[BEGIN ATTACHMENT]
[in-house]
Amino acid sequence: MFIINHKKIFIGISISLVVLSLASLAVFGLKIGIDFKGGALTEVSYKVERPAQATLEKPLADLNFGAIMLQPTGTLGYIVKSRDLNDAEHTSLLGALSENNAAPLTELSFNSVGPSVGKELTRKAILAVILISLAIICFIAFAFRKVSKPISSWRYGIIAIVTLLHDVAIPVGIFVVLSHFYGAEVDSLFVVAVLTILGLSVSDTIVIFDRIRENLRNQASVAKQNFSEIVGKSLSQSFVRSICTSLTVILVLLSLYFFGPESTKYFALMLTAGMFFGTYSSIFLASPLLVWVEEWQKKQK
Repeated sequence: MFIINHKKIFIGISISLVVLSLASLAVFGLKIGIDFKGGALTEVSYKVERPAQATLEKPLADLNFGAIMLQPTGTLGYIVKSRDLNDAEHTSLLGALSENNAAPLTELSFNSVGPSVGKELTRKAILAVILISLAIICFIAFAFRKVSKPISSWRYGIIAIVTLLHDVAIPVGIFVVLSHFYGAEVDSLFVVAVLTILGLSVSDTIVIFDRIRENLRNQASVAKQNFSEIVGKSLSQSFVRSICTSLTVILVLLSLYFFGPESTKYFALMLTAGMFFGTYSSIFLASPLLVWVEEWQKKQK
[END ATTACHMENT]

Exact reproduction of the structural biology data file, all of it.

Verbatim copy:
[in-house]
Amino acid sequence: MFIINHKKIFIGISISLVVLSLASLAVFGLKIGIDFKGGALTEVSYKVERPAQATLEKPLADLNFGAIMLQPTGTLGYIVKSRDLNDAEHTSLLGALSENNAAPLTELSFNSVGPSVGKELTRKAILAVILISLAIICFIAFAFRKVSKPISSWRYGIIAIVTLLHDVAIPVGIFVVLSHFYGAEVDSLFVVAVLTILGLSVSDTIVIFDRIRENLRNQASVAKQNFSEIVGKSLSQSFVRSICTSLTVILVLLSLYFFGPESTKYFALMLTAGMFFGTYSSIFLASPLLVWVEEWQKKQK
Repeated sequence: MFIINHKKIFIGISISLVVLSLASLAVFGLKIGIDFKGGALTEVSYKVERPAQATLEKPLADLNFGAIMLQPTGTLGYIVKSRDLNDAEHTSLLGALSENNAAPLTELSFNSVGPSVGKELTRKAILAVILISLAIICFIAFAFRKVSKPISSWRYGIIAIVTLLHDVAIPVGIFVVLSHFYGAEVDSLFVVAVLTILGLSVSDTIVIFDRIRENLRNQASVAKQNFSEIVGKSLSQSFVRSICTSLTVILVLLSLYFFGPESTKYFALMLTAGMFFGTYSSIFLASPLLVWVEEWQKKQK